Cook Library Cinema Club: Robin Williams
We were sad to hear of the tragic passing of Robin Williams this week at the age of 63. To say that Williams possessed an incredible range and depth to his talent is an understatement that borders on the absurd. The insanely talented comic was a Julliard-trained actor as well, and many of his most memorable movie roles allowed him to flex his formidable skills as a dramatic actor. Though we may never know the extent to which he struggled with personal demons over the years, what is clear is that he left us with a treasure chest full of wonderful performances by which to remember him.
Williams began his professional career as a stand-up comic in California in the 1970's, ultimately hitting it big in his breakout role as the alien Mork from the planet Ork in the television sitcom Mork and Mindy. Feature film offers soon followed. Appearing in over 50 films during his long career, Williams won an Oscar for his supporting performance as a sympathetic analyst in the 1997 film Good Will Hunting, opposite Matt Damon and Ben Affleck. As a testament to his versatility, Williams ultimately racked up three more Academy Award nominations over the years for his leading roles in Good Morning Vietnam, The Fisher King, and Dead Poet's Society.
Whether we'll most remember his outstanding dramatic roles, his outrageously funny stand-up routines and appearances on late night television programs, or his memorable comic performances in film favorites such as Mrs. Doubtfire and Aladdin, one thing is certain: we can be thankful that he shared his vast array of talents with us for so many years.
New biographies of Williams will no doubt hit bookshelves in the months ahead, but Andy Dougan's 1998 volume titled Robin Williams: A Biography does a nice job of outlining Williams' early life and career, including his breakout successes in comedy clubs, television, and Hollywood. For a truly fascinating glimpse into what made the actor tick, check out his 2001 appearance on Inside the Actor's Studio, which can be viewed in parts on youtube.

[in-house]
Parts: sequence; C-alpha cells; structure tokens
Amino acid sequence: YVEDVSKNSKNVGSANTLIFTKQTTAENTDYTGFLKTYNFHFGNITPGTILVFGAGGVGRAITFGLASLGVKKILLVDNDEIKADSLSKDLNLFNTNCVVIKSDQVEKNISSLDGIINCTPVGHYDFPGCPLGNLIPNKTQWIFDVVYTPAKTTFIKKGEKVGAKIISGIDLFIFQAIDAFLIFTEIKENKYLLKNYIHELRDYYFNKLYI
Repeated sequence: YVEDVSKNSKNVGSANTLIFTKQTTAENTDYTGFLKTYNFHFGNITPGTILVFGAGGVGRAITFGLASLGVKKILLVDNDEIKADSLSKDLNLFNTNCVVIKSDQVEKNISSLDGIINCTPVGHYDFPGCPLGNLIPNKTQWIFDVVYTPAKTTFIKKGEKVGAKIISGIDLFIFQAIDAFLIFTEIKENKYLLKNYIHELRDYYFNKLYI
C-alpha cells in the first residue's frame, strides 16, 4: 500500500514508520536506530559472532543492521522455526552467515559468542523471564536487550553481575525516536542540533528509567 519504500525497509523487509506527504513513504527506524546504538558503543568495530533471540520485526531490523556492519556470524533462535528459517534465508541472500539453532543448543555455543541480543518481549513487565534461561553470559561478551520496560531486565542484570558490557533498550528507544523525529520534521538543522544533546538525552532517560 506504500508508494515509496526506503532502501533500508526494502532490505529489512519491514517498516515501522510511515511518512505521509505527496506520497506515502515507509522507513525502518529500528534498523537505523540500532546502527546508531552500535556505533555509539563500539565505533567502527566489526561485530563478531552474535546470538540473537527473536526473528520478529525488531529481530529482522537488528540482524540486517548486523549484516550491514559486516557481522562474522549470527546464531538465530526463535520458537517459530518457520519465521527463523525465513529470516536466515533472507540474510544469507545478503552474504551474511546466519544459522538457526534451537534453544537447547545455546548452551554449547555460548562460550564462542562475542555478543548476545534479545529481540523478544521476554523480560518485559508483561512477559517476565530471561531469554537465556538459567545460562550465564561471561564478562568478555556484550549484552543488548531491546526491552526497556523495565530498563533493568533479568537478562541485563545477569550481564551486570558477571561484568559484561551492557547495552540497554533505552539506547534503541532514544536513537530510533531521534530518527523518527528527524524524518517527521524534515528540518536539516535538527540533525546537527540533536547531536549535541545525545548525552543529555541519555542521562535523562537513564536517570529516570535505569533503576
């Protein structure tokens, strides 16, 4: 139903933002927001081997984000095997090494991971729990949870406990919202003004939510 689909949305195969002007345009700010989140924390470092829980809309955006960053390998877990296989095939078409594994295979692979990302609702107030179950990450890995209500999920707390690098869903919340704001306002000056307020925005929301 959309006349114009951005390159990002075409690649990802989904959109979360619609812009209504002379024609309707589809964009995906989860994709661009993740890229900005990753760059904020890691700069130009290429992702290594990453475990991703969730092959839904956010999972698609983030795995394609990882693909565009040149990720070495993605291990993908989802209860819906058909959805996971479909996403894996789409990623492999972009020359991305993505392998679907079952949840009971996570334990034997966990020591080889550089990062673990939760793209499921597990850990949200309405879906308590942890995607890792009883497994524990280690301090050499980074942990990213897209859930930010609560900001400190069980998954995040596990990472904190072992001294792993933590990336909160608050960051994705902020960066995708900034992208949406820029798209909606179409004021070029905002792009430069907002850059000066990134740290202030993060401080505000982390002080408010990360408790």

A fine sampling of Williams' best work is available on DVD and CD at the library. A few of our favorites among his many projects are highlighted below:
Williams' comic genius can be heard loud and clear in two recent comedy recordings. Weapons of Self Destruction is an audio recording of his 2010 HBO comedy special, and Live 2002 is a two-disc recording which contains much of the material that Williams performed in his popular one-man show Robin Williams: Live on Broadway.
Good Morning Vietnam: Williams earned his first Oscar nomination for his lead role in this 1987 film. In a performance that is both hilarious and poignant, Williams plays Disc Jockey Adrian Cronauer, whose unorthodox broadcasts shake things up when he is assigned to the U.S. Armed Services Radio station in Saigon in 1965.
The Birdcage (1996): Williams shines in his role as a gay Miami nightclub owner who is forced to play it straight and ask his drag-queen partner (Nathan Lane) to hide out when Williams' son invites his prospective and highly conservative in-laws and finacee to a "meet-the-parents" dinner party. Mike Nichols and Elaine May wrote and directed this raucous comedy, which is based on the French play and Broadway musical La Cage aux Folles.
Dead Poet's Society (1986): The lives of students at an elite prep school in Vermont are forever changed by an eccentric English teacher and his determination to inspire them through his love of poetry. Williams scored another Oscar nomination for Best Actor for his dramatic performance in the film. You'll spot Ethan Hawke (Boyhood) and Josh Charles (The Good Wife) among the young actors playing the schoolboys.
Mrs. Doubtfire (1993): Sally Field also stars in the hit comedy that features Williams in one of his most memorable comic roles as a divorced dad who disguises himself as an English nanny in a desperate attempt to spend time with his kids.
Coming Friday: A tribute to legendary actress Lauren Bacall